It has been two months since my feet had touched blacktop. I was curious as to what the sensation would feel like after spending eight weeks in the woods, along the dirt, through the mud, and on top of the rocks. I started at my parents house, moved past the local post office, up the slight hill at the post office, clearing the Christian Church, and eventually turning at the softball fields. I ran past the cemetery, around the corner of corn fields, and up the hill that a girl named Amy lived on and always had water waiting for me during the summer. Past her hill, I turned left and continued down the road. I passed the farm that was our ‘turnaround’ during track practice in high school, and down the hill to the bridge that was replaced in 2011. I climbed the ensuring hill, carefully turned along a blind corner, and down a slow decent surrounded by trees into the river plains just west of the town that I once called home.

I wasn’t breathing hard. My legs did not ache, and I was able to converse with myself without a shortness of breath. I was living in an entirely new world. I ran and I didn’t grow weary. I took a few photos, shot a little bit of video, turned around, and began my journey back to where I began.

The one benefit of running on the road is the repetitive nature of your leg movement, you can easily get lost in thought. Yesterday, while on this run, similar to my legs, I unlocked my mind and just let it wander for two hours I spent outside.

While I physically passed foreign memories, my mind focused on the journey that I had, had since first witnessing this route. I thought back to familiar faces, school time, small town events, and first kisses. I transitioned to college, mistakes, bitterness, and heartache. I finished while remembering the beginning point of so much of this. Papers at my doorstep, an officer informing me of the dramatic changes coming to my life, and am emptiness of not knowing what to do.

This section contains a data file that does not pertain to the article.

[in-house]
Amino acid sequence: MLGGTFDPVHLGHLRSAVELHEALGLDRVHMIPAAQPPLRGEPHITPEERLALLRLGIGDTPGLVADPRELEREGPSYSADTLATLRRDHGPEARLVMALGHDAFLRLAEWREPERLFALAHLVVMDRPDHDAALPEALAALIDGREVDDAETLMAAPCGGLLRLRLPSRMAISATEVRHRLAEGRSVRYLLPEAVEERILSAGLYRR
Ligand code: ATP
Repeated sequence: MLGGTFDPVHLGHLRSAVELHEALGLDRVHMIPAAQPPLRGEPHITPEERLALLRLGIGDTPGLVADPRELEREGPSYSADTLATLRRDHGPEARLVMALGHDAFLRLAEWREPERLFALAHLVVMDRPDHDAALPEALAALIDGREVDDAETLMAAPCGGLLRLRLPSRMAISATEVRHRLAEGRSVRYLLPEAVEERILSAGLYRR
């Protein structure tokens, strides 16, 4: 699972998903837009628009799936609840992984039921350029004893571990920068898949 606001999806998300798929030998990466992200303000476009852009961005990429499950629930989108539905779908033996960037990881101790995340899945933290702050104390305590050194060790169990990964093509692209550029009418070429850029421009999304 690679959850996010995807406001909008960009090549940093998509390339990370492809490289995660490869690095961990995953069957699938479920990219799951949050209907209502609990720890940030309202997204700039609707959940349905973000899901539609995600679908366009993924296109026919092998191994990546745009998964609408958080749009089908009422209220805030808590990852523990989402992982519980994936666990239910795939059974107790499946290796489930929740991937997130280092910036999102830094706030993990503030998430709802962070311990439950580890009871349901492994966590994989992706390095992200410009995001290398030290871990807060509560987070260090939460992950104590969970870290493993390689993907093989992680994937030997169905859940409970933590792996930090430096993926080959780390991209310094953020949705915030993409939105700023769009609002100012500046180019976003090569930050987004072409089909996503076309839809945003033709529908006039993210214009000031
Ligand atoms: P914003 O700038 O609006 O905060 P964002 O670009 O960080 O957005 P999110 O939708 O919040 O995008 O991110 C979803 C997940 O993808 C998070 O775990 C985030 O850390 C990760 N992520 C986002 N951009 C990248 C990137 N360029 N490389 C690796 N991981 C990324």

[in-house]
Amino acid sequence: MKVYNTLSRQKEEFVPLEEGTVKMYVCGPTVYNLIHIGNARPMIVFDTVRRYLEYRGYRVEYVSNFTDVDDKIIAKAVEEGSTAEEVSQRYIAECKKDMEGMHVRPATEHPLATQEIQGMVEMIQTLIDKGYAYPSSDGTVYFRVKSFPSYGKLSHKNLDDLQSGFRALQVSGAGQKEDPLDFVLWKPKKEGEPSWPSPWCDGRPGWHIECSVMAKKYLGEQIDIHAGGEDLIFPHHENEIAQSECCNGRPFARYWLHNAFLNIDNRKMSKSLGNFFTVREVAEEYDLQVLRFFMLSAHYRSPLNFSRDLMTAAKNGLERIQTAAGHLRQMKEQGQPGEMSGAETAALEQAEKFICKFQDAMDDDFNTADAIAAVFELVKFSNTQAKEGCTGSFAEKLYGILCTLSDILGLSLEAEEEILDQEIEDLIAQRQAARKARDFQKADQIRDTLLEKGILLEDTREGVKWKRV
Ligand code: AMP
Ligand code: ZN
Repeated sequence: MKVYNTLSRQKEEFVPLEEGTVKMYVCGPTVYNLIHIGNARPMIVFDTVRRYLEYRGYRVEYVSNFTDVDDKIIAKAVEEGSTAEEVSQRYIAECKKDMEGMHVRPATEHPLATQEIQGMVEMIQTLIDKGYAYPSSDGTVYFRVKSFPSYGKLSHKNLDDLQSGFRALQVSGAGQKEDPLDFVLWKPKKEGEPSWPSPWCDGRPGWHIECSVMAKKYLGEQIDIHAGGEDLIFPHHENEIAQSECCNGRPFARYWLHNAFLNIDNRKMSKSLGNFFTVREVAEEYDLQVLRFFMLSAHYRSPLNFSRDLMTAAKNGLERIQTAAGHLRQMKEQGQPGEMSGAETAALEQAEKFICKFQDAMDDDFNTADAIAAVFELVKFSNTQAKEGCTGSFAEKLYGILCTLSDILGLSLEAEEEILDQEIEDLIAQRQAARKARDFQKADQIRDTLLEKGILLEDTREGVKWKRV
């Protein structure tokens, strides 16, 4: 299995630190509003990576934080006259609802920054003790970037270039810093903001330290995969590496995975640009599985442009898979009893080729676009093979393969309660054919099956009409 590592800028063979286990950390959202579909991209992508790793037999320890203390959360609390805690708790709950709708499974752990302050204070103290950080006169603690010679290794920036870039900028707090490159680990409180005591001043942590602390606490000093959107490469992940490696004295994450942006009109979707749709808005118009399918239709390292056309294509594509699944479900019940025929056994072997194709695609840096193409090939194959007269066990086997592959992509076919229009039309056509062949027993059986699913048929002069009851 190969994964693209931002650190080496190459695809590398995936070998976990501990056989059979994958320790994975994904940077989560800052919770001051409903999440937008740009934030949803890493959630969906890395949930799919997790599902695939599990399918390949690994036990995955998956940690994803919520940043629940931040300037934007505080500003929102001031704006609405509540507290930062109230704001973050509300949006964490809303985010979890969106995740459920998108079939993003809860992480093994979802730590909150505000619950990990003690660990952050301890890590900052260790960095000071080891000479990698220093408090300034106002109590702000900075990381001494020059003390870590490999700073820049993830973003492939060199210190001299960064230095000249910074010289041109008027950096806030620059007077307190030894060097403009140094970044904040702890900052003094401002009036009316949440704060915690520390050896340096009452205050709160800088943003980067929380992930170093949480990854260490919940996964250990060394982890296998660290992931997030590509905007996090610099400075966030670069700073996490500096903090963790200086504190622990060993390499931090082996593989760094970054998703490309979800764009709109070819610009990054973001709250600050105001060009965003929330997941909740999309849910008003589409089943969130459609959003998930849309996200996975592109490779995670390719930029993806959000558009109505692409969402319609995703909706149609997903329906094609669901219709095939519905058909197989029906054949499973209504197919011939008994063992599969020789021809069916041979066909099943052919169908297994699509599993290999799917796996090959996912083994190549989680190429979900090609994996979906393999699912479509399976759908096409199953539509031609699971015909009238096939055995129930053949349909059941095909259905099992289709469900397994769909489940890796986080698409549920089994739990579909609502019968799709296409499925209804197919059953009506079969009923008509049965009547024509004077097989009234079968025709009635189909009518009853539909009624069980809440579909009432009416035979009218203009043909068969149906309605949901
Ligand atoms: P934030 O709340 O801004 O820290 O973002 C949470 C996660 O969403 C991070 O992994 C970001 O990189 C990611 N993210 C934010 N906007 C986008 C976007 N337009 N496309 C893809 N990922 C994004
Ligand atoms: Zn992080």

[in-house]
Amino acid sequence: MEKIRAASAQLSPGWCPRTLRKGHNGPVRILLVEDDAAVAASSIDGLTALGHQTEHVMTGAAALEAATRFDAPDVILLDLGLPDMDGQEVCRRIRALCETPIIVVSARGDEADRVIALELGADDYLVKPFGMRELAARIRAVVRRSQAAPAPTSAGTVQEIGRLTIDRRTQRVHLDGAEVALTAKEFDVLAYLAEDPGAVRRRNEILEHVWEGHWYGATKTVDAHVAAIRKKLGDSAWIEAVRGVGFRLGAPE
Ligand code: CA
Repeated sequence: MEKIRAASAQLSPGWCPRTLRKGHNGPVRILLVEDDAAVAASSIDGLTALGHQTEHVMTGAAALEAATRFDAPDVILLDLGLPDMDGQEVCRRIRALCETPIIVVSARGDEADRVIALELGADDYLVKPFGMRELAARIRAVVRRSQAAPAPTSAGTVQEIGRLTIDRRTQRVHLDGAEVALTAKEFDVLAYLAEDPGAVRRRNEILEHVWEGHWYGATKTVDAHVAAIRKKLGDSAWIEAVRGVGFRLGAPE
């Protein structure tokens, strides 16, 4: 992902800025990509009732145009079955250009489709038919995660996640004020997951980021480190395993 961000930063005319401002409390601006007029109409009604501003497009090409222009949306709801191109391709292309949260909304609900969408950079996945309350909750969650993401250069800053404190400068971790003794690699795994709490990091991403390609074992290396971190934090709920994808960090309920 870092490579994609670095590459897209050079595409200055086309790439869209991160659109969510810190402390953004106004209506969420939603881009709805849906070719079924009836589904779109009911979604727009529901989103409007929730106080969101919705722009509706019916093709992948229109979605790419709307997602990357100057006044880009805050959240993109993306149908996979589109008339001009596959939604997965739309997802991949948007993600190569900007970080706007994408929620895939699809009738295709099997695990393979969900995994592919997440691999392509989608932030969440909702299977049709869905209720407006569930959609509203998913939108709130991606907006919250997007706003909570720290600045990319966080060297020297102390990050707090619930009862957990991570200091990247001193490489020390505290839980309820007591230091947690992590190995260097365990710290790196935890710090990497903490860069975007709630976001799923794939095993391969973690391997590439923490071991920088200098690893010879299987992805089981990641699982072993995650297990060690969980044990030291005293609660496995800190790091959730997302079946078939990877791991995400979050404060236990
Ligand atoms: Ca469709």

Cooling down in the final two blocks, God was loving in reminding me of the new life that I currently live. Mentoring young minds, loving an amazing wife, and trying to figure out how to live in accordance to what is right. Friends have left, family members have passed, and times have changed. However, only yesterday can I say that I found myself smiling for the duration of an entire run.

Within ten miles I charted out my life from beginning to present, connecting dots, giving thanks, and on occasion running down the road with arms extended; as if I were envisioning myself flying with the newfound life.

I’m grateful.
I’m blessed.
I’m found.


Mobile Minutes: Mudout Part II


For the record, I checked the breaker box downstairs prior to thinking the refrigerator had finally found peace.

However, I remember moving into the house and finding a reset outlet in the half bathroom between our kitchen and garage.

Surely not…


Sure enough the reset switch had been flipped in the bathroom, knocking out the electricity to the refrigerator.

I’m not sure what flipped the bathroom outlet, but at least our refrigerator isn’t dead, and it gave me an excuse to deep clean that monster with bleach, wipes, and baking soda.

Nope. Natural disasters did not train me to look at the switches around me.

I can hear my wife laughing at me twenty miles away…


Mobile Minutes: Mudout

Praise God for natural disasters. Seriously. Working at relief sites through the years really helped when moving into my own home.

Including “mudouts”. These were events that took place after a flood. Kid, sludge, and everything else would be scooped out of the primary floor of homes and businesses. Freezers and refrigerator, that in some cases hadn’t had power for weeks, would be opened up. That unleashed Pandora’s box of death, diseases, and maggots. Cleaning out these containers still proves to be the worst experience I’ve ever had with cleanup. However, today I’m grateful that I did it so many years ago.

I stepped into our garage today to put away a few tools, and I noticed a crimson liquid pooling at the bottom of our refrigerator that we kept in the garage.

It was dead.

So, I’ve spent the last hour discarding rotten meat from our freezer, spooled fruit in our refrigerators, and also cleaning up the pools of blood from the entire unit.

Needless to say, I’m grateful that I had the prior experience to stomach today’s events.